Lansing — A trio of House Republicans say principle, not partisanship, informed their vote against legislation that would designate a portion of a highway in honor of former state Rep. Julie Plawecki, a Dearborn Heights Democrat who died of a heart attack in 2016.

Reps. Michelle Hoitenga, Steve Johnson and John Reilly were among seven Republicans who opposed the measure Wednesday in the Michigan House, arguing highway designations should be reserved for fallen military members, police officers or firefighters.

But unlike the four first-term colleagues, the three other lawmakers voted last session for a nearly identical law honoring former Rep. Pete Pettalia, a Presque Isle Republican who died in a motorcycle crash the same year as Plawecki.

“I know that looks bad,” Hoitenga, R-Manton told The Detroit News after the Thursday vote. “It really had nothing to do with partisan politics whatsoever. And in fact, I went to the Democrats after my vote and I explained that to them.”

Hoitenga said she drew a line in the sand on highway designations earlier this year after supporting a similar bill honoring the late soul singer Aretha Franklin.

“I have strict rule: I only vote in favor of veterans or officers killed in the line of duty,” she said. “I feel very strongly on that.”

Johnson, R-Wayland, said he was convinced to vote for the Pettalia designation last year because it was for the same rural highway the lawmaker was killed on while driving his motorcycle to work at the state Capitol.

“At the time I was uncomfortable with the vote, but that was the argument made to me,” Johnson said. “In hindsight, maybe I did make the wrong decision on that one. I just don’t think roads should be named after politicians.”

The 2018 legislation, which cleared the Republican-led House in a unanimous vote, designated a portion of US-23 in Presque Isle County as the “Peter A. Pettalia Memorial Highway.”

The new proposal approved Thursday in a 102-7 vote would designate a portion of US-24 running between M-153 Warren Avenue in Wayne County as the “Julie Plawecki Memorial Highway.”

Sponsoring Rep. Jewell Jones, D-Inkster, who replaced Plawecki in 2017 after her daughter had been appointed to finish her term, said his predecessor had a “long history of service, not only in the Legislature but in the community” that he thinks justifies a highway designation.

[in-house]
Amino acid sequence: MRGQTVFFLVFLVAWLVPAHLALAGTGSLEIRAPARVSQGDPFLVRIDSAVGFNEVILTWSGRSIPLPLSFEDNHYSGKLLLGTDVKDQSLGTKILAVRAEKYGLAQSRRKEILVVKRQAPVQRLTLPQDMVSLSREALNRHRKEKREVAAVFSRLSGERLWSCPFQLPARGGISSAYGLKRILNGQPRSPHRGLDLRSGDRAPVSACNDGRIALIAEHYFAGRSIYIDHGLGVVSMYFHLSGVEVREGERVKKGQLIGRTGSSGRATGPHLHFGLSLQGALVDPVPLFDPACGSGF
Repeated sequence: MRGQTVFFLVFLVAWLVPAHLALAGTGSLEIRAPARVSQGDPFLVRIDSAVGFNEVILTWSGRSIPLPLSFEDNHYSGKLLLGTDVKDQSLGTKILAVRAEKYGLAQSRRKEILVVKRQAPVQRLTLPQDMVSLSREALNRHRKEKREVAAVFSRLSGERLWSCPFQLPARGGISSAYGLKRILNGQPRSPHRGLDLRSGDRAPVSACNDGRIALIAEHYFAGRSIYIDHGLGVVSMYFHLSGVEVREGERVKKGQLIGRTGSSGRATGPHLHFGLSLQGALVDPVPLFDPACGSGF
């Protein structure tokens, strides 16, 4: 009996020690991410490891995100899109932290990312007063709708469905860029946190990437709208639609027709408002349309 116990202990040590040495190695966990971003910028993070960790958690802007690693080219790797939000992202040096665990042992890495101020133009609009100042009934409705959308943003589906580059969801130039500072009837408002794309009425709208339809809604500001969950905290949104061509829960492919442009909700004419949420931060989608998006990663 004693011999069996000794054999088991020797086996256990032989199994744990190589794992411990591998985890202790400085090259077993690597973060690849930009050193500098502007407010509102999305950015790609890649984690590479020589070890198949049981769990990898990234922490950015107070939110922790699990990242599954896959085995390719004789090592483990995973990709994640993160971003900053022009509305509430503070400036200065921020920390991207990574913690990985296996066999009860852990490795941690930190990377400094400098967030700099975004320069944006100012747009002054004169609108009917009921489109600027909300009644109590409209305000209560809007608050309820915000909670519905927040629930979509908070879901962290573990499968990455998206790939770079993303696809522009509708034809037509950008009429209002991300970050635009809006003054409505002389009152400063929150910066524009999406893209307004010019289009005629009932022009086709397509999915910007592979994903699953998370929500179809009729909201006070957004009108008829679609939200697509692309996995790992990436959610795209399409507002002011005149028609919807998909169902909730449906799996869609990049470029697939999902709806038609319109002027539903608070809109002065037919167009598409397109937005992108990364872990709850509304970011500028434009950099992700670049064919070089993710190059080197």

But Jones said he was not overly concerned by the handful of Republicans who voted against the measure because it still passed by a wide margin and is now headed to the Senate for further consideration.

Some lawmakers did come to him and explain their “no” vote, Jones said.

“Sometimes people change over time,” he said of the trio who had supported the Pettalia honor. “But it’s always important to be cognizant of previous votes because if somebody wants to go digging in your history they can see you changing up and acting different, there could be a conflict there.”

Democratic Rep. Robert Wittenberg of Huntington Woods was visibly upset by the Republican "no" votes but declined to comment on his colleagues later Thursday.

Like Hoitenga, Johnson and Reilly denied any partisan motivation.

“Obviously, I respect the service of Rep. Plawecki, and whether she was a Republican or Democrat should have no bearing,” Johnson said.  “To me I just think these (designations) should be limited to those who died in the line of duty.”

Floor statements by former colleagues made clear Plawecki was a “dedicated public servant,” said Reilly, R-Oakland Township.

But there’s only so many highways the state can designate, he told The News, saying he sees a distinction between politicians and public servants and military personnel.

Reilly was a freshman lawmaker when he voted for the Pettalia bill but said he has since had more time to think about the larger issue of highway designations.

“I don’t know if I would have voted the same way today, to be honest with you,” he said. “It’s hard to go against the grain on some of these things. It’s not easy, especially when you’re a new legislator and see everybody voting the same way on something.”

Arguments over highway honorifics surfaced earlier this year when the House approved a law designating a portion of M-10 in Detroit as the “Aretha L. Franklin Memorial Highway.”

Rep. Shane Hernandez, R-Port Huron, was one of six Republicans who voted against the Franklin measure on the grounds such designations should be reserved for first responders and military veterans who died in the line of duty.

Hernandez voted for the Plawecki designation Thursday and did not immediately respond to a voicemail seeking comment or a message left with his office.

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